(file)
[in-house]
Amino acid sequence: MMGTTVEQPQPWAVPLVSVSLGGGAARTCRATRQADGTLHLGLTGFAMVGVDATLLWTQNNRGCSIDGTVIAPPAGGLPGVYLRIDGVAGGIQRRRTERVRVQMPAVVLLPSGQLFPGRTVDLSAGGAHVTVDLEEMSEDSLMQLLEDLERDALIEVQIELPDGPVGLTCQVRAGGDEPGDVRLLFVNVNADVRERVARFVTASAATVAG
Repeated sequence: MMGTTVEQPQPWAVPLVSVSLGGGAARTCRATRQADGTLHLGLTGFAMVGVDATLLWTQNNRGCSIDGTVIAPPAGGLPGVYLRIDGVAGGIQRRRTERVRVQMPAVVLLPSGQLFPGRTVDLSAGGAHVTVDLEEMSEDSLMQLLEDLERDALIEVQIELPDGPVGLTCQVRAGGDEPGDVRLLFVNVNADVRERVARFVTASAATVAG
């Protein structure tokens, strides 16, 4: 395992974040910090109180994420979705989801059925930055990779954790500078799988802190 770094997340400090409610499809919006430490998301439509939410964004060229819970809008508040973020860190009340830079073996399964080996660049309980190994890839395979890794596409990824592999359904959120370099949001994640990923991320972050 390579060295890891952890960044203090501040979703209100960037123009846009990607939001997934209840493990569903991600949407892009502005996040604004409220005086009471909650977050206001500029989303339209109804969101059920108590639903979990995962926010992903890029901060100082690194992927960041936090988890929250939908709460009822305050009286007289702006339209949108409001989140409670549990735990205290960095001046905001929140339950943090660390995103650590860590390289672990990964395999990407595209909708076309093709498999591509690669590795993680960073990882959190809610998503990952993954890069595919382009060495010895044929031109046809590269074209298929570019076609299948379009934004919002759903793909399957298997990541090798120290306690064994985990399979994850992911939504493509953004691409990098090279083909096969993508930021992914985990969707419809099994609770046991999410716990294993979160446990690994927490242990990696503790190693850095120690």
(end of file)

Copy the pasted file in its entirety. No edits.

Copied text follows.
[in-house]
Amino acid sequence: MMGTTVEQPQPWAVPLVSVSLGGGAARTCRATRQADGTLHLGLTGFAMVGVDATLLWTQNNRGCSIDGTVIAPPAGGLPGVYLRIDGVAGGIQRRRTERVRVQMPAVVLLPSGQLFPGRTVDLSAGGAHVTVDLEEMSEDSLMQLLEDLERDALIEVQIELPDGPVGLTCQVRAGGDEPGDVRLLFVNVNADVRERVARFVTASAATVAG
Repeated sequence: MMGTTVEQPQPWAVPLVSVSLGGGAARTCRATRQADGTLHLGLTGFAMVGVDATLLWTQNNRGCSIDGTVIAPPAGGLPGVYLRIDGVAGGIQRRRTERVRVQMPAVVLLPSGQLFPGRTVDLSAGGAHVTVDLEEMSEDSLMQLLEDLERDALIEVQIELPDGPVGLTCQVRAGGDEPGDVRLLFVNVNADVRERVARFVTASAATVAG
């Protein structure tokens, strides 16, 4: 395992974040910090109180994420979705989801059925930055990779954790500078799988802190 770094997340400090409610499809919006430490998301439509939410964004060229819970809008508040973020860190009340830079073996399964080996660049309980190994890839395979890794596409990824592999359904959120370099949001994640990923991320972050 390579060295890891952890960044203090501040979703209100960037123009846009990607939001997934209840493990569903991600949407892009502005996040604004409220005086009471909650977050206001500029989303339209109804969101059920108590639903979990995962926010992903890029901060100082690194992927960041936090988890929250939908709460009822305050009286007289702006339209949108409001989140409670549990735990205290960095001046905001929140339950943090660390995103650590860590390289672990990964395999990407595209909708076309093709498999591509690669590795993680960073990882959190809610998503990952993954890069595919382009060495010895044929031109046809590269074209298929570019076609299948379009934004919002759903793909399957298997990541090798120290306690064994985990399979994850992911939504493509953004691409990098090279083909096969993508930021992914985990969707419809099994609770046991999410716990294993979160446990690994927490242990990696503790190693850095120690």